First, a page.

The study included three groups: The unaffected siblings of patients with BD, patients of BD and a healthy control group. All the groups comprised of 20 participants. The inclusion criteria for the participants in all the three groups were age between 18 and 60 years, being able to read and write Hindi and English, and being free from any significant medical comorbidity (involving the brain, raised blood pressure etc.) and auditory/visual impairment. The "unaffected siblings" group included subjects with a diagnosis of BD Type I in their first degree relative but themselves were never diagnosed to have a psychiatric disorder. The psychiatric disorders (except for nicotine dependence) in the siblings were ruled out on the basis of the history provided by the participants, patients and other family members were ever available. The "patient" group included those with a diagnosis of BD Type I according to DSM-IV criteria, and currently in euthymic phase (Hamilton Depression Rating Scale [HDRS] score <8 and Young Mania Rating Scale [YMRS] score <6), were not taking benzodiazepines during the day time and free from any other comorbid psychiatric disorder apart from nicotine dependence. The "healthy controls" comprised of those who did not have any first or second degree relative suffering from any psychiatric disorder and they were not suffering from any psychiatric disorder apart from nicotine dependence. This was established on the basis of the history provided by the participants and their relatives.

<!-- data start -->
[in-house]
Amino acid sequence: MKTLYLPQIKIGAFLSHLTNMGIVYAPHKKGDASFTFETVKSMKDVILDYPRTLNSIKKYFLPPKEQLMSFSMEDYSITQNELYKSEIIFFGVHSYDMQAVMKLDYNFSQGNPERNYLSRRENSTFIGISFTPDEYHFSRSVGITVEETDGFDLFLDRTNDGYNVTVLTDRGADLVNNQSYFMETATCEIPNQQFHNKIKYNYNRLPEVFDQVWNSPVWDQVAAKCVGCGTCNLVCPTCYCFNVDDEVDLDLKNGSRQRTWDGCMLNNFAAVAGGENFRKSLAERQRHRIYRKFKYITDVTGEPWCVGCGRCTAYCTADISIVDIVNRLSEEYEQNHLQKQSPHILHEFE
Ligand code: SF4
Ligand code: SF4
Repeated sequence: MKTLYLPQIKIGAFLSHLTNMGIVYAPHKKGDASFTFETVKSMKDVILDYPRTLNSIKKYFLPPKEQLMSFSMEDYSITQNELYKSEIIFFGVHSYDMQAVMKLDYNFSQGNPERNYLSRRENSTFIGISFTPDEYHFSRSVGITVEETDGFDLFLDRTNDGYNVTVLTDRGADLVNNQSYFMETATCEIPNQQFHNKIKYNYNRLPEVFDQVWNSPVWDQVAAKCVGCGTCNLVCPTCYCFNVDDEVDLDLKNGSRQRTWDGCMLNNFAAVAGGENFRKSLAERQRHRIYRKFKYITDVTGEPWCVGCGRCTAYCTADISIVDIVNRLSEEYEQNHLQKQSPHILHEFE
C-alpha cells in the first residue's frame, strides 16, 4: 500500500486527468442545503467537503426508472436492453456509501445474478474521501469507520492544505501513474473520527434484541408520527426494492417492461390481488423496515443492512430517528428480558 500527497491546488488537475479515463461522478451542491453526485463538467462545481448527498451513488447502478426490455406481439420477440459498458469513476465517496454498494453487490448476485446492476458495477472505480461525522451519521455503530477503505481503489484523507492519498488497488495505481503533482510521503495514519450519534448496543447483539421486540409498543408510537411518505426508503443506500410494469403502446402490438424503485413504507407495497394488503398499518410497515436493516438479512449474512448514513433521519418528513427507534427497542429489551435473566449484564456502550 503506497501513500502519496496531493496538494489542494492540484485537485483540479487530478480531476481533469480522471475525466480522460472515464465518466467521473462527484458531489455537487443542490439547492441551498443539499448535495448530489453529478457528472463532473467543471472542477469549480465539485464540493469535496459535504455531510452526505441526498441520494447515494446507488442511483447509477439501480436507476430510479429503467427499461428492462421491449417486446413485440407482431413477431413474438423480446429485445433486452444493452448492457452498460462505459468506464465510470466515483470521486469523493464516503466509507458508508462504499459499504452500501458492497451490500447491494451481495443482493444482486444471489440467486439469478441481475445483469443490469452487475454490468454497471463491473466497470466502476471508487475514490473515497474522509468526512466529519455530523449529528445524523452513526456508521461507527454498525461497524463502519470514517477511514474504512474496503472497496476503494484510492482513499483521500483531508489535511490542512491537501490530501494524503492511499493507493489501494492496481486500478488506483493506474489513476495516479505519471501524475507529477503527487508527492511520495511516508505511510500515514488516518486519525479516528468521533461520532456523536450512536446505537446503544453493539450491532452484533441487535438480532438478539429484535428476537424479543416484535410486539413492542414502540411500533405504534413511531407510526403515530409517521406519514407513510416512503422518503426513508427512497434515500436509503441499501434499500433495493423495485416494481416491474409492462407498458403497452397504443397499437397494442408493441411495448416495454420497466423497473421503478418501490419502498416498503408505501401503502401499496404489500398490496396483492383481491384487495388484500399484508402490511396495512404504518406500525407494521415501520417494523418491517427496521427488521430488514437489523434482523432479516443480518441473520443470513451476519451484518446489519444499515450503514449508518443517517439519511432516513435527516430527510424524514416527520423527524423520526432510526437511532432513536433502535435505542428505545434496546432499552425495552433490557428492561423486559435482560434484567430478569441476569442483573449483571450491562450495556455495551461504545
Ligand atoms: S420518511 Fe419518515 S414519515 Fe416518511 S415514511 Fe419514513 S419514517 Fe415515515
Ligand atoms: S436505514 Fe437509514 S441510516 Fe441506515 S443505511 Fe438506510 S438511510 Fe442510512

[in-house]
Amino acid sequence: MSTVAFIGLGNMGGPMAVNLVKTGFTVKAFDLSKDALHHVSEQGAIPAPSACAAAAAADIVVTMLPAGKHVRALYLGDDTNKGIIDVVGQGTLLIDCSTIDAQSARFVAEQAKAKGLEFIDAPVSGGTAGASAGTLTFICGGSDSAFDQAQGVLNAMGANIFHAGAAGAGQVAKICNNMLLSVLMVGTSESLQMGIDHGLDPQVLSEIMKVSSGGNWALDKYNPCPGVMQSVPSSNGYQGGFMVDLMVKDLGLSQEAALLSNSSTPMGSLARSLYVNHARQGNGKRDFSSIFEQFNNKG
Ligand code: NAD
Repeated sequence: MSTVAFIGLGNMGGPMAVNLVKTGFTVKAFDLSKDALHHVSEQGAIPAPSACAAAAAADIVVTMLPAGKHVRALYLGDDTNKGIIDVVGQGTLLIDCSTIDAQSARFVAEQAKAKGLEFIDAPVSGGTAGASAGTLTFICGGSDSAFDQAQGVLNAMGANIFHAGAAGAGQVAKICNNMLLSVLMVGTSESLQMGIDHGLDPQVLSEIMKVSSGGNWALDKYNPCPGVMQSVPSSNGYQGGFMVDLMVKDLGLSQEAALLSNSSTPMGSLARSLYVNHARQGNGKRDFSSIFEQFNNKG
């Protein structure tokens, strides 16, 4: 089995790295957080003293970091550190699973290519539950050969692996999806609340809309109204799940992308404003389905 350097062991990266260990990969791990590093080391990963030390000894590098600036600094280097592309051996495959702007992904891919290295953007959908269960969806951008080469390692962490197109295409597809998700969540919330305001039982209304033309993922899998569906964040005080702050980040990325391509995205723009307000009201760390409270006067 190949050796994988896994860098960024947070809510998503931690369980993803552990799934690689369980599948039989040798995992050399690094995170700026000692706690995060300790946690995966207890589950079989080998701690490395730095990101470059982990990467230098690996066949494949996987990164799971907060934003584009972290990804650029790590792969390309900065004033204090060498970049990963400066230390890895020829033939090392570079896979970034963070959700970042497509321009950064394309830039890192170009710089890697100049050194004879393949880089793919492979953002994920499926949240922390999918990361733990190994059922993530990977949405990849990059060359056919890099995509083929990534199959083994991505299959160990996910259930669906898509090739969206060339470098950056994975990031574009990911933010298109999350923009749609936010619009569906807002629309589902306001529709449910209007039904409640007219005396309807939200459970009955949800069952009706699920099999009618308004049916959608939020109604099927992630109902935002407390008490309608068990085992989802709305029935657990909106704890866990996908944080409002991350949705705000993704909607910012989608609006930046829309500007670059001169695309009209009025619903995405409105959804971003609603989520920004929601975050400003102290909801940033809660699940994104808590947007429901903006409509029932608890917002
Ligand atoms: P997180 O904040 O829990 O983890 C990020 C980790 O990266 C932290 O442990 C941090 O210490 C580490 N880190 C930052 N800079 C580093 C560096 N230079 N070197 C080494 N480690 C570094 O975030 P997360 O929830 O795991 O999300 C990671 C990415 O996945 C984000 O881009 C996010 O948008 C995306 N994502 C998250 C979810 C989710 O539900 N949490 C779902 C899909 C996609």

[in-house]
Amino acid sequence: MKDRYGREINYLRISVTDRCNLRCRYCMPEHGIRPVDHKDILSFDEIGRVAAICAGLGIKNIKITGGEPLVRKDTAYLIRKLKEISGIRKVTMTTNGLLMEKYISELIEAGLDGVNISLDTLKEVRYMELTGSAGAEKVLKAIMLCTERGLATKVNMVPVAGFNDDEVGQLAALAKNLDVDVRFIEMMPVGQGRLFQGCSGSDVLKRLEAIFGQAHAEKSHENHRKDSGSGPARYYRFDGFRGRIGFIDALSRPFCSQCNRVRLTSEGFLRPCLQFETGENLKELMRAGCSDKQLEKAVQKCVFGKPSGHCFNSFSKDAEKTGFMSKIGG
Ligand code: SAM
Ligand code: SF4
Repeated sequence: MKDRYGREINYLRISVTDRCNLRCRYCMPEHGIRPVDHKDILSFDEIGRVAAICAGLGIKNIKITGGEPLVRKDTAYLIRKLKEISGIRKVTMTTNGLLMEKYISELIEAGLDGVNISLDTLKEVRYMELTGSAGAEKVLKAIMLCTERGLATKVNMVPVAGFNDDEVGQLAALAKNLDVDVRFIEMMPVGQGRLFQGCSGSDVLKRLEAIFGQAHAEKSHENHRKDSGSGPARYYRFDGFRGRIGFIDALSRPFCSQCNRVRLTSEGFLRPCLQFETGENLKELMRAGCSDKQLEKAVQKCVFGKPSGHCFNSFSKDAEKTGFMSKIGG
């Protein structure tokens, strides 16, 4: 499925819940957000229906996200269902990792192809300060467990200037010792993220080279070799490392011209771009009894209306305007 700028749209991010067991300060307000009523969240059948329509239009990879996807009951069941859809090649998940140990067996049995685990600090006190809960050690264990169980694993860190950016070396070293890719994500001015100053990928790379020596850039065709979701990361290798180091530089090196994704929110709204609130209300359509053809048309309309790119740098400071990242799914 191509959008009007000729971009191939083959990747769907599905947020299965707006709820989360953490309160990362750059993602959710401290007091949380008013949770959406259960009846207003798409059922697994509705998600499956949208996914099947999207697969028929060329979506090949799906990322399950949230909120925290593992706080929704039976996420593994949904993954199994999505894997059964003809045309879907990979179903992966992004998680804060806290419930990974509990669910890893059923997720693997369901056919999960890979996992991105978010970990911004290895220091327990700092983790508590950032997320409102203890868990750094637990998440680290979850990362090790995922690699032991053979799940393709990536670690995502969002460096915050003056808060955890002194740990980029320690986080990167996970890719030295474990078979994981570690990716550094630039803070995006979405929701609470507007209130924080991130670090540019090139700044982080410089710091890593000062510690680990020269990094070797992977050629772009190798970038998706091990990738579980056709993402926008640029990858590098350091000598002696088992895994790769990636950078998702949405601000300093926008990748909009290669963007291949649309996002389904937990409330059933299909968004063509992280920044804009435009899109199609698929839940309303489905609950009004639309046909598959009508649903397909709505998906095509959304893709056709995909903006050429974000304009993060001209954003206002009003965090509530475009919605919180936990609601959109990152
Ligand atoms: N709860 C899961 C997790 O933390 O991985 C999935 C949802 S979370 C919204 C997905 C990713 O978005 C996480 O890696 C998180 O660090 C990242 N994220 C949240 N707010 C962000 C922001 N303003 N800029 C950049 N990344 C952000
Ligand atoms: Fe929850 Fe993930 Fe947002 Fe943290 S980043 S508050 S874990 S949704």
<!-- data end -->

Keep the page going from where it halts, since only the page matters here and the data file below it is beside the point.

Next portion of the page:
Instruments

Hamilton Depression Rating Scale [14] is a widely used scale for assessment of depression. This observer rated scale, consists of 17 items and scores can range from 0 to 50. Depression is considered to be absent if scores are below 8.

Young Mania Rating Scale [15] is a scale used to measure the severity of mania. The scores can range from 0 to 60 and a total score <6 is considered to be indicative of euthymic range.

The neurocognitive battery included the following tests Wisconsin card sorting test [16]

This test is a measure of executive function that requires planning, use of feedback and cognitive set shifting. The computerized version-4 of the test was used for the study. In this test, subjects are required to match a card that appears on the bottom part of the computer screen to one of four stimulus cards that are present on the upper part of the computer screen. The stimulus cards have four different designs, that is, the first has a red circle, the second has two green stars, the third has three yellow crosses, the forth has four blue circles. The cards that subject are required to match to one of four stimulus cards vary in color, geometric form and number. Subjects receive feedback each time on correct or incorrect performances. There is no time limit for this test.

Brief visuospatial memory test-revised [17]